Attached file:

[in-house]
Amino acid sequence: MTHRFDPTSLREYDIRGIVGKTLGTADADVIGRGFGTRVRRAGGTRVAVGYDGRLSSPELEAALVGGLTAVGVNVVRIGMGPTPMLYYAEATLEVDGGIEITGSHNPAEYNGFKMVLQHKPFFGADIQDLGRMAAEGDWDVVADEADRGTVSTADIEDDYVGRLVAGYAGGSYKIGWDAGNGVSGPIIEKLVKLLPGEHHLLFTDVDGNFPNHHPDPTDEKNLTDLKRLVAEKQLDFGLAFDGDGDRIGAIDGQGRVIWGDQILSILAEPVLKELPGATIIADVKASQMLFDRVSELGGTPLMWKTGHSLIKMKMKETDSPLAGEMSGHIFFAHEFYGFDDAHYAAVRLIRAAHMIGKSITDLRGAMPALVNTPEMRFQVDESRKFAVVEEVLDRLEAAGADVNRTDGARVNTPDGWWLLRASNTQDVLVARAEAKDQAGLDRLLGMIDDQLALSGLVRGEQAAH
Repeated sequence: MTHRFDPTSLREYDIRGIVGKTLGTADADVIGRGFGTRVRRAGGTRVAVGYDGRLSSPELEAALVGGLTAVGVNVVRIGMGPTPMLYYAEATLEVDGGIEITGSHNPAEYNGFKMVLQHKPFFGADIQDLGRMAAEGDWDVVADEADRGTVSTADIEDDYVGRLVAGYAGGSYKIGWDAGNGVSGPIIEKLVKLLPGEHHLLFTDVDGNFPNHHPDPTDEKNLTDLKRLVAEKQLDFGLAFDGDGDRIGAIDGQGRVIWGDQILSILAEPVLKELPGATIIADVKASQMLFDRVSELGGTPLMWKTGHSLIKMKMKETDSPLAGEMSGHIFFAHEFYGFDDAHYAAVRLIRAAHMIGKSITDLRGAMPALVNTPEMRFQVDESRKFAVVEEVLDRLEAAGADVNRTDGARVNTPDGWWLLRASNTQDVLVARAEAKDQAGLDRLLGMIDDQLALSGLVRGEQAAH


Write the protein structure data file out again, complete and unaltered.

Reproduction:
[in-house]
Amino acid sequence: MTHRFDPTSLREYDIRGIVGKTLGTADADVIGRGFGTRVRRAGGTRVAVGYDGRLSSPELEAALVGGLTAVGVNVVRIGMGPTPMLYYAEATLEVDGGIEITGSHNPAEYNGFKMVLQHKPFFGADIQDLGRMAAEGDWDVVADEADRGTVSTADIEDDYVGRLVAGYAGGSYKIGWDAGNGVSGPIIEKLVKLLPGEHHLLFTDVDGNFPNHHPDPTDEKNLTDLKRLVAEKQLDFGLAFDGDGDRIGAIDGQGRVIWGDQILSILAEPVLKELPGATIIADVKASQMLFDRVSELGGTPLMWKTGHSLIKMKMKETDSPLAGEMSGHIFFAHEFYGFDDAHYAAVRLIRAAHMIGKSITDLRGAMPALVNTPEMRFQVDESRKFAVVEEVLDRLEAAGADVNRTDGARVNTPDGWWLLRASNTQDVLVARAEAKDQAGLDRLLGMIDDQLALSGLVRGEQAAH
Repeated sequence: MTHRFDPTSLREYDIRGIVGKTLGTADADVIGRGFGTRVRRAGGTRVAVGYDGRLSSPELEAALVGGLTAVGVNVVRIGMGPTPMLYYAEATLEVDGGIEITGSHNPAEYNGFKMVLQHKPFFGADIQDLGRMAAEGDWDVVADEADRGTVSTADIEDDYVGRLVAGYAGGSYKIGWDAGNGVSGPIIEKLVKLLPGEHHLLFTDVDGNFPNHHPDPTDEKNLTDLKRLVAEKQLDFGLAFDGDGDRIGAIDGQGRVIWGDQILSILAEPVLKELPGATIIADVKASQMLFDRVSELGGTPLMWKTGHSLIKMKMKETDSPLAGEMSGHIFFAHEFYGFDDAHYAAVRLIRAAHMIGKSITDLRGAMPALVNTPEMRFQVDESRKFAVVEEVLDRLEAAGADVNRTDGARVNTPDGWWLLRASNTQDVLVARAEAKDQAGLDRLLGMIDDQLALSGLVRGEQAAH